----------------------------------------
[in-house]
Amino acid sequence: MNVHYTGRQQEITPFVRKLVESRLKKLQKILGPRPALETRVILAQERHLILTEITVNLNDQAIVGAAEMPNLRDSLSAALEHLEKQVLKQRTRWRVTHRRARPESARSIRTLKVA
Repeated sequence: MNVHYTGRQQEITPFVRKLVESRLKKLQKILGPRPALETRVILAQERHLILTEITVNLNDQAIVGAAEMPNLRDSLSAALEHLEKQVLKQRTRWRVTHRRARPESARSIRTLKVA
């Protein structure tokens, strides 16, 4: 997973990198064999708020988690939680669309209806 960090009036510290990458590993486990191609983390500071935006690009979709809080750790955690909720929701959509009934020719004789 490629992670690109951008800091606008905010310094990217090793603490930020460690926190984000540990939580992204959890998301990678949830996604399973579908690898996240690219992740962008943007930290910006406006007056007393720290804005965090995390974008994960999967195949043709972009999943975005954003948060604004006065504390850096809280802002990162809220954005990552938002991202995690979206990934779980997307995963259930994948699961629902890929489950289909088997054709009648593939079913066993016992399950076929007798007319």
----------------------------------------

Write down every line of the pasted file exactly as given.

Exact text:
[in-house]
Amino acid sequence: MNVHYTGRQQEITPFVRKLVESRLKKLQKILGPRPALETRVILAQERHLILTEITVNLNDQAIVGAAEMPNLRDSLSAALEHLEKQVLKQRTRWRVTHRRARPESARSIRTLKVA
Repeated sequence: MNVHYTGRQQEITPFVRKLVESRLKKLQKILGPRPALETRVILAQERHLILTEITVNLNDQAIVGAAEMPNLRDSLSAALEHLEKQVLKQRTRWRVTHRRARPESARSIRTLKVA
């Protein structure tokens, strides 16, 4: 997973990198064999708020988690939680669309209806 960090009036510290990458590993486990191609983390500071935006690009979709809080750790955690909720929701959509009934020719004789 490629992670690109951008800091606008905010310094990217090793603490930020460690926190984000540990939580992204959890998301990678949830996604399973579908690898996240690219992740962008943007930290910006406006007056007393720290804005965090995390974008994960999967195949043709972009999943975005954003948060604004006065504390850096809280802002990162809220954005990552938002991202995690979206990934779980997307995963259930994948699961629902890929489950289909088997054709009648593939079913066993016992399950076929007798007319």